When delivering a couple of graduation commencement addresses this past spring, Vice President Mike Pence warned the graduates at the Christian universities where he was speaking that it has become “acceptable, even fashionable, to malign traditional Christian beliefs” and “to ridicule and even discriminate against people of faith.”
I must admit that respect for the Christian brand has indeed taken a hit over the past few years. As a Christian, I find that disturbing. But I also have to admit that it hasn’t happened in a vacuum. The sad fact is, various wearers of the Christian label have, in varying degrees, damaged our entire brand by their actions and attitudes.
Onlookers don’t need much exposure to Westboro Baptist Church before concluding that if such vitriolic epithets and antics represent true Christianity, then Christianity is a religion to be avoided if not actively opposed.
While the Westboro Baptists clearly are extremists, some other groups wearing the Christian label have a similar but more subtle modus operandi. Their rhetoric and the laws and policies they promote give the impression that their prime goal is making life difficult for those they consider vile sinners.
So is there any insight that would be equally helpful to Christians and non-Christians, believers and non-believers?
In Deuteronomy 25:14, Moses issued a highly practical and truly insightful prohibition: “Do not have two differing measures in your house—one large, one small. You must have accurate and honest weights and measures.”
In other words, don’t have two purportedly 16-ounce scoops — one that holds only 14 ounces (which you use when selling “16 ounces” of grain), and one that holds 18 ounces (which you use when buying “16 ounces” of grain).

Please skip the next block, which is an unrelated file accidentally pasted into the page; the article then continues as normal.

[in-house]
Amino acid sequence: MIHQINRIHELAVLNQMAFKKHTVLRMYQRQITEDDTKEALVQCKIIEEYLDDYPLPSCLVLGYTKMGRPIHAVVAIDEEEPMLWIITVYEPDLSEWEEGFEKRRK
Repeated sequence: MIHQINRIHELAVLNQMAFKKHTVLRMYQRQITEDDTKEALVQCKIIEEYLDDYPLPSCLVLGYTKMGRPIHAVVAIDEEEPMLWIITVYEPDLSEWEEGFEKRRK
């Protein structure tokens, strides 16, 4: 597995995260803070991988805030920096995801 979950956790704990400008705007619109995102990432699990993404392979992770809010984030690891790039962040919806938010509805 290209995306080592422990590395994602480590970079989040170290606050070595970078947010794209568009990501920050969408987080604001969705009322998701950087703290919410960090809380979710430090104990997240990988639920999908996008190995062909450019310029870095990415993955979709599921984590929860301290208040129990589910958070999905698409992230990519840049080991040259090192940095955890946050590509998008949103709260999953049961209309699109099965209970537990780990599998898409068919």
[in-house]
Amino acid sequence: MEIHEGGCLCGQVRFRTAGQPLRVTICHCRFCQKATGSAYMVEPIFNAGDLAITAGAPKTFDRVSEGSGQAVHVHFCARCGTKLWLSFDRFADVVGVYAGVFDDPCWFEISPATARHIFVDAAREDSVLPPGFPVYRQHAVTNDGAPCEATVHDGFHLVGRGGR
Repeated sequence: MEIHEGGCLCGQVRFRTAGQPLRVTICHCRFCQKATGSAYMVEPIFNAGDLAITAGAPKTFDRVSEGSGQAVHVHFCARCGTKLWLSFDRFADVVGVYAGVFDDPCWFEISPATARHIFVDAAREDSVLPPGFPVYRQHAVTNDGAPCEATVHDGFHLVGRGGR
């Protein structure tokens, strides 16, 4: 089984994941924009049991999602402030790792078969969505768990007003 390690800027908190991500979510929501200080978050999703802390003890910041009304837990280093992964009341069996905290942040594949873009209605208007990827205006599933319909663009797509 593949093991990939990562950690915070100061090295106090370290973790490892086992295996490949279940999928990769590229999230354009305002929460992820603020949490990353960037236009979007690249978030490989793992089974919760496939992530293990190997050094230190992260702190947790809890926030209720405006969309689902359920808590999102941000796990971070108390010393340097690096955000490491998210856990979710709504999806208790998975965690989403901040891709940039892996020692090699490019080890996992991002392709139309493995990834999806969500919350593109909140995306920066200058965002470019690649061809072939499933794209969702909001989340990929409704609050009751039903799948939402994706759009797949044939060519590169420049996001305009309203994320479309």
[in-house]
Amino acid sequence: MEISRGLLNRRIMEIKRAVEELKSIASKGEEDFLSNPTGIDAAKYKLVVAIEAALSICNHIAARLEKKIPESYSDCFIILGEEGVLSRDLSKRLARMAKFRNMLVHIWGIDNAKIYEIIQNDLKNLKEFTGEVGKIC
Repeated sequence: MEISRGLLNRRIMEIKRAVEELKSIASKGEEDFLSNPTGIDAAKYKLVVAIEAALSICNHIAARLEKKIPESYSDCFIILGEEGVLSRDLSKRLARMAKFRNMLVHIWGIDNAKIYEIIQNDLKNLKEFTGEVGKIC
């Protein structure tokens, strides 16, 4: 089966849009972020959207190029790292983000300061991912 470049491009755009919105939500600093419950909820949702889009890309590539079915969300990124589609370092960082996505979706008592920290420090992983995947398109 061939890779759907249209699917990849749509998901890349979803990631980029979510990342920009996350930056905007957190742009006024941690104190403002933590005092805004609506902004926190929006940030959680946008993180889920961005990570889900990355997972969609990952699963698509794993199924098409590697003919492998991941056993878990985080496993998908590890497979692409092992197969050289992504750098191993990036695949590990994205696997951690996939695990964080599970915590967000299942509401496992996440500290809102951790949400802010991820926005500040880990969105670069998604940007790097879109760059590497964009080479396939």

The principle is clear: Avoid double standards. Ensure evenhandedness, fairness and equity for all.
We read in the Torah: “Do not show favoritism to a poor person in a lawsuit.” Conversely, “Do not deny justice to your poor people in their lawsuits” (Deuteronomy 23: 3, 6). In short, have a fixed standard that applies equally to those who share your family lineage, your race, your religion, your political affiliation, your nationality — as well as to those with whom you have nothing in common.
That was Jesus’ point when he propounded what we call the Golden Rule: “In everything, do to others what you would have them do to you” (i.e. the measure we use in dishing it out should be the measure we’d hope would be used when others are dishing it back — no double standards).
Every form of ill will in our pantheon of human prejudice and bigotry, when carefully analyzed, has at its root either an outright refusal or unwitting failure to employ a consistent standard. Racism — double standard. White supremacy — double standard. Sexism — double standard. Xenophobia — double standard. Christian nationalism — double standard. Hypocrisy in all its forms — double standard. Damning sin in one person while excusing the same behavior in someone else — double standard.
And speaking of sinners, Jesus seems to take pride in the fact that God “causes his sun to rise on the evil and the good, and sends rain on the righteous and the unrighteous” (Matthew 5:45)–which is the epitome of evenhandedness. No double standard there.
Moses mandated consistent measurement standards. Jesus added a threat: “Do not judge, or you too will be judged. For in the same way you judge others, you will be judged, and with the measure you use, it will be measured to you” (Matthew 7:1, 2).
If we Christians are feeling mistreated and discriminated against, perhaps our very first response should be to seriously ask ourselves: Is it at all possible that we’re simply having thrown back at us what too many of us have been guilty of dishing out to others?
Robert J. Ray, a risk-management consultant, is a member of the executive committee of the Interfaith Council of Central Florida.